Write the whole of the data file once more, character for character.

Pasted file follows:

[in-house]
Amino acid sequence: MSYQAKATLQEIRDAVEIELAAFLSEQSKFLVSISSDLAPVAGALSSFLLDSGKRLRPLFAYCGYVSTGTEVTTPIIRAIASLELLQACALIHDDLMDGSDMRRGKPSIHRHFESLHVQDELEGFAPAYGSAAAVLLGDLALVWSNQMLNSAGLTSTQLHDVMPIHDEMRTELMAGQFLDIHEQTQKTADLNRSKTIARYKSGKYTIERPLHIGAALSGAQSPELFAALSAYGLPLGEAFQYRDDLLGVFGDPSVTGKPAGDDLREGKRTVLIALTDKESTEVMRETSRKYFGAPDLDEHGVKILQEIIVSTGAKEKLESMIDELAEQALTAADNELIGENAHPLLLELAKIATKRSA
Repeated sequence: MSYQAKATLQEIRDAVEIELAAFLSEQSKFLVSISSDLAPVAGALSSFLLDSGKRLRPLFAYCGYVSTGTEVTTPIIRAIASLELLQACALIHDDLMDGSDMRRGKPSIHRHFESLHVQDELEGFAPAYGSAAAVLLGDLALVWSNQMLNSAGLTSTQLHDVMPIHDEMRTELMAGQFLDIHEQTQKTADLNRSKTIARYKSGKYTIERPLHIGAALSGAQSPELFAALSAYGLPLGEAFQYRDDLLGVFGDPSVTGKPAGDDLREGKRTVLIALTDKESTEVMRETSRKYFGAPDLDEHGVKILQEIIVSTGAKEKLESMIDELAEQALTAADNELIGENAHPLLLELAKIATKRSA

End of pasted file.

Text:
[in-house]
Amino acid sequence: MSYQAKATLQEIRDAVEIELAAFLSEQSKFLVSISSDLAPVAGALSSFLLDSGKRLRPLFAYCGYVSTGTEVTTPIIRAIASLELLQACALIHDDLMDGSDMRRGKPSIHRHFESLHVQDELEGFAPAYGSAAAVLLGDLALVWSNQMLNSAGLTSTQLHDVMPIHDEMRTELMAGQFLDIHEQTQKTADLNRSKTIARYKSGKYTIERPLHIGAALSGAQSPELFAALSAYGLPLGEAFQYRDDLLGVFGDPSVTGKPAGDDLREGKRTVLIALTDKESTEVMRETSRKYFGAPDLDEHGVKILQEIIVSTGAKEKLESMIDELAEQALTAADNELIGENAHPLLLELAKIATKRSA
Repeated sequence: MSYQAKATLQEIRDAVEIELAAFLSEQSKFLVSISSDLAPVAGALSSFLLDSGKRLRPLFAYCGYVSTGTEVTTPIIRAIASLELLQACALIHDDLMDGSDMRRGKPSIHRHFESLHVQDELEGFAPAYGSAAAVLLGDLALVWSNQMLNSAGLTSTQLHDVMPIHDEMRTELMAGQFLDIHEQTQKTADLNRSKTIARYKSGKYTIERPLHIGAALSGAQSPELFAALSAYGLPLGEAFQYRDDLLGVFGDPSVTGKPAGDDLREGKRTVLIALTDKESTEVMRETSRKYFGAPDLDEHGVKILQEIIVSTGAKEKLESMIDELAEQALTAADNELIGENAHPLLLELAKIATKRSA